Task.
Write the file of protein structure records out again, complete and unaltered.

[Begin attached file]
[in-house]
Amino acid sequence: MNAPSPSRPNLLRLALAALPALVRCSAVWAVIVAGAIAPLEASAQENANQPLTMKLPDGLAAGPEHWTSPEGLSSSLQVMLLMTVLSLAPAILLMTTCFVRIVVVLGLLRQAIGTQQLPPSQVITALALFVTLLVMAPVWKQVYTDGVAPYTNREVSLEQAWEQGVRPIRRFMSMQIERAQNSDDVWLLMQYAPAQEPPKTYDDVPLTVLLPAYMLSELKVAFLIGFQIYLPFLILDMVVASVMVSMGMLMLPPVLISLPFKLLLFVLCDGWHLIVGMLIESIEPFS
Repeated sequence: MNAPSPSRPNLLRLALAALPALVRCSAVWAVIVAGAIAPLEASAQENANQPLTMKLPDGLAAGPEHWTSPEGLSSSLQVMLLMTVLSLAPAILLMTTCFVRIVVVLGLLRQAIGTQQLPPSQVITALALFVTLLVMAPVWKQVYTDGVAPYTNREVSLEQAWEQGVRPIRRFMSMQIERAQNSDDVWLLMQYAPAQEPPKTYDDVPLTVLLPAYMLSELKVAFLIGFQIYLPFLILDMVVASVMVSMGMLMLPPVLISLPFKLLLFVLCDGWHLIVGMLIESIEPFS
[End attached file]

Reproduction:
[in-house]
Amino acid sequence: MNAPSPSRPNLLRLALAALPALVRCSAVWAVIVAGAIAPLEASAQENANQPLTMKLPDGLAAGPEHWTSPEGLSSSLQVMLLMTVLSLAPAILLMTTCFVRIVVVLGLLRQAIGTQQLPPSQVITALALFVTLLVMAPVWKQVYTDGVAPYTNREVSLEQAWEQGVRPIRRFMSMQIERAQNSDDVWLLMQYAPAQEPPKTYDDVPLTVLLPAYMLSELKVAFLIGFQIYLPFLILDMVVASVMVSMGMLMLPPVLISLPFKLLLFVLCDGWHLIVGMLIESIEPFS
Repeated sequence: MNAPSPSRPNLLRLALAALPALVRCSAVWAVIVAGAIAPLEASAQENANQPLTMKLPDGLAAGPEHWTSPEGLSSSLQVMLLMTVLSLAPAILLMTTCFVRIVVVLGLLRQAIGTQQLPPSQVITALALFVTLLVMAPVWKQVYTDGVAPYTNREVSLEQAWEQGVRPIRRFMSMQIERAQNSDDVWLLMQYAPAQEPPKTYDDVPLTVLLPAYMLSELKVAFLIGFQIYLPFLILDMVVASVMVSMGMLMLPPVLISLPFKLLLFVLCDGWHLIVGMLIESIEPFS